Passengers who are currently still affected, or who have been affected by these delays and cancellations can seek compensation from Sunwing, Lukács said.
Under the APPR, there are minimum levels of compensation airlines are required to pay during delays or cancellations that are in their control and are not related to safety. For example, passengers on “large airlines” who were delayed for more than nine hours are eligible for $1,000, whereas passengers on “small airlines” can receive $500 for a nine-hour-or-longer delay. The APPR defines Sunwing as a small airline.
Under the Montreal Convention, passengers can seek up to $9,700 for any out-of-pocket expenses incurred during the length of delay. Furthermore, passengers can seek compensation of up to $2,300 under the Montreal Convention for any lost or damaged baggage, Lukács added.
Some passengers took to social media with complaints over what Sunwing was telling them they would be compensated for regarding expenses related to missing luggage.
Multiple passengers said Sunwing it would compensate them up to $600 for replacing items in luggage that did not arrive at their destinations. Sunwing has since “revised” that amount to $2,000.
“The fact that Sunwing dares to make this type of statement and is not concerned that it would be facing some significant backlash, some legal consequences. That is in and of itself profoundly troubling,” Lukács said.
According to the APPR, a passenger has one year to make a compensation claim with the airline that operated the disrupted flight. The airline then has 30 days to respond by issuing a payment or indicating why it believes compensation is not owed.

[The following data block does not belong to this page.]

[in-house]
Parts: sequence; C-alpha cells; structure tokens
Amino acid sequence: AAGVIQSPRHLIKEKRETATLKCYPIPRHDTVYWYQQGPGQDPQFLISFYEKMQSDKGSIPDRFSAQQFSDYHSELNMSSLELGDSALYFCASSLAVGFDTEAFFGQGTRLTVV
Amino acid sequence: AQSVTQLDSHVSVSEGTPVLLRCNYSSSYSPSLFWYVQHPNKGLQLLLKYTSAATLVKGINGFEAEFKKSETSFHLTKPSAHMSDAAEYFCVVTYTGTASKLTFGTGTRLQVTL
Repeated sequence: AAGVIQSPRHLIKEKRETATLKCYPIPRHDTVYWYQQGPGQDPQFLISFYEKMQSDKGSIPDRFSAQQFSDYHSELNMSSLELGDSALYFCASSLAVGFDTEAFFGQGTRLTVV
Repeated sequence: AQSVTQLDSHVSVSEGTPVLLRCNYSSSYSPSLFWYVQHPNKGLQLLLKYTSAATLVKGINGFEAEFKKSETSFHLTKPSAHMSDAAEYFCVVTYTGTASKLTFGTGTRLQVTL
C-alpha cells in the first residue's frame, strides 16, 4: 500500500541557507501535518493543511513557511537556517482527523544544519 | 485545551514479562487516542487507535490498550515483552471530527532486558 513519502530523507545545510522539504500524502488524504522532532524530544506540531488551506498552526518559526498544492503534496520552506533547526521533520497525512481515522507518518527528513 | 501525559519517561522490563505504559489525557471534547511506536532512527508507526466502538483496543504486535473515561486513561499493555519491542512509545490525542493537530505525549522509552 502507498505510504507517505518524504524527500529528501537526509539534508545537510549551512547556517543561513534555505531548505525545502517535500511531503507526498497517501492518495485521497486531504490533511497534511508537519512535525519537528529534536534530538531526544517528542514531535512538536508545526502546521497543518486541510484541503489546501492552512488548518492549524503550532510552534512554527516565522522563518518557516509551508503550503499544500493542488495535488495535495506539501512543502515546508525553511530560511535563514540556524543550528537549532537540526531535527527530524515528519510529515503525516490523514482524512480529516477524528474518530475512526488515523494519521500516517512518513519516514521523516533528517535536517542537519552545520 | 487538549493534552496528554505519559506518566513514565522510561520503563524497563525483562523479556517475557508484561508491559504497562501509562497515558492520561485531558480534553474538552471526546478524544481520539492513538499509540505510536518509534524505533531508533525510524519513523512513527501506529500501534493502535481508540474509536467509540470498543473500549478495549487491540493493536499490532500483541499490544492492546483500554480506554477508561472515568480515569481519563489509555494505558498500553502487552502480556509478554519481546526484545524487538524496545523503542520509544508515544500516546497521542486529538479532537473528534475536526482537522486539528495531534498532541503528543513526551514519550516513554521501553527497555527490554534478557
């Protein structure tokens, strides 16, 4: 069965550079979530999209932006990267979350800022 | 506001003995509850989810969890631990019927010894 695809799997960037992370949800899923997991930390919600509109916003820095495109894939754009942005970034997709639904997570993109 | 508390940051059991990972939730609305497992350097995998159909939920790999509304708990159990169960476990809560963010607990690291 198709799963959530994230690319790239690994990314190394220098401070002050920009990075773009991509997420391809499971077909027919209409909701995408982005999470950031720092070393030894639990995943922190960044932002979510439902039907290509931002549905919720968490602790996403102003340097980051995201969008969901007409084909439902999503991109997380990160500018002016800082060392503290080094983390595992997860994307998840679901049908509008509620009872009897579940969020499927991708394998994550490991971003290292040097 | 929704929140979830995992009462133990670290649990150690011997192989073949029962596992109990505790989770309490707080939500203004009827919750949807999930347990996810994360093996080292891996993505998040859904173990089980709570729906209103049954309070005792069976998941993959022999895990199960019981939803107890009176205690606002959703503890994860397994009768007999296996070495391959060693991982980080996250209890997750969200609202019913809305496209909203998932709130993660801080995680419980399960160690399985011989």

Airlines have to offer passengers the compensation in monetary form, the APPR states. They can also offer passengers alternative forms of compensation like vouchers or rebates, but passengers have the right to select what they prefer.
Also, alternative forms of compensation that are offered must be of higher value than the monetary compensation that is required, and can never expire, the APPR adds.
For damaged baggage, the claim must be submitted within seven days after the passenger receives the baggage. For potentially lost baggage, the claim must be submitted within 21 days after the day it was supposed to arrive, the APPR states. The regulations also require airlines to reimburse passengers for any baggage fees paid if their baggage was damaged or lost.
If passengers plan on filing a claim, it’s important they provide receipts, especially if any out-of-pocket expenses occurred, Lukács said. If Sunwing denies their request, there are other options.
“Take Sunwing to small claims court,” he said.
“We have given a template in our on our website with respect to baggage. If there are many passengers with the same issue, team up with other passengers.”
At the end of the day, passengers pay “good money” for their trips and expect to get those services, Lukács added.
“Sunwing cannot just walk away from the contract,” he said.
— With files from The Canadian Press